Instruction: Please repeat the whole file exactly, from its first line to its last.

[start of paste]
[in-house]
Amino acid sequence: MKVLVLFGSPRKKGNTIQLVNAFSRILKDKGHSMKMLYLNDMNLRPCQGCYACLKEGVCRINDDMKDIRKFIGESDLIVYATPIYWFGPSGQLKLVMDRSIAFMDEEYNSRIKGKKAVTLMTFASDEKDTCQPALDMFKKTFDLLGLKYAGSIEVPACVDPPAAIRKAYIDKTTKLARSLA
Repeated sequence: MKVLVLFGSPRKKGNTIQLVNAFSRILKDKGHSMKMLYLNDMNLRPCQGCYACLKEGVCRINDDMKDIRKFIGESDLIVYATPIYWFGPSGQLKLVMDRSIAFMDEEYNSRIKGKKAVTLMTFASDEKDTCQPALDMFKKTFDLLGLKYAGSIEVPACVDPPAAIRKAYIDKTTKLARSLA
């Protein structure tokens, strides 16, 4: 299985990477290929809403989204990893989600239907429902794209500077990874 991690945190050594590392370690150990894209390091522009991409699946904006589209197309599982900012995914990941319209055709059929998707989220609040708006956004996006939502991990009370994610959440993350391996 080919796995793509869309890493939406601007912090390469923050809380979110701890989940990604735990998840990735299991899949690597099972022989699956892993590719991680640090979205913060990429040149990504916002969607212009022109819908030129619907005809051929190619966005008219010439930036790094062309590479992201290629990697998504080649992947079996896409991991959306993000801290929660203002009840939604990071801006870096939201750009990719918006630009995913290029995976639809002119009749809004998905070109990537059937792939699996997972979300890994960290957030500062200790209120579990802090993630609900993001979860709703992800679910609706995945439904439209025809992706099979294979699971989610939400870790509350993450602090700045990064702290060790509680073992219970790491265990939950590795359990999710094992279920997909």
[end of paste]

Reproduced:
[in-house]
Amino acid sequence: MKVLVLFGSPRKKGNTIQLVNAFSRILKDKGHSMKMLYLNDMNLRPCQGCYACLKEGVCRINDDMKDIRKFIGESDLIVYATPIYWFGPSGQLKLVMDRSIAFMDEEYNSRIKGKKAVTLMTFASDEKDTCQPALDMFKKTFDLLGLKYAGSIEVPACVDPPAAIRKAYIDKTTKLARSLA
Repeated sequence: MKVLVLFGSPRKKGNTIQLVNAFSRILKDKGHSMKMLYLNDMNLRPCQGCYACLKEGVCRINDDMKDIRKFIGESDLIVYATPIYWFGPSGQLKLVMDRSIAFMDEEYNSRIKGKKAVTLMTFASDEKDTCQPALDMFKKTFDLLGLKYAGSIEVPACVDPPAAIRKAYIDKTTKLARSLA
């Protein structure tokens, strides 16, 4: 299985990477290929809403989204990893989600239907429902794209500077990874 991690945190050594590392370690150990894209390091522009991409699946904006589209197309599982900012995914990941319209055709059929998707989220609040708006956004996006939502991990009370994610959440993350391996 080919796995793509869309890493939406601007912090390469923050809380979110701890989940990604735990998840990735299991899949690597099972022989699956892993590719991680640090979205913060990429040149990504916002969607212009022109819908030129619907005809051929190619966005008219010439930036790094062309590479992201290629990697998504080649992947079996896409991991959306993000801290929660203002009840939604990071801006870096939201750009990719918006630009995913290029995976639809002119009749809004998905070109990537059937792939699996997972979300890994960290957030500062200790209120579990802090993630609900993001979860709703992800679910609706995945439904439209025809992706099979294979699971989610939400870790509350993450602090700045990064702290060790509680073992219970790491265990939950590795359990999710094992279920997909």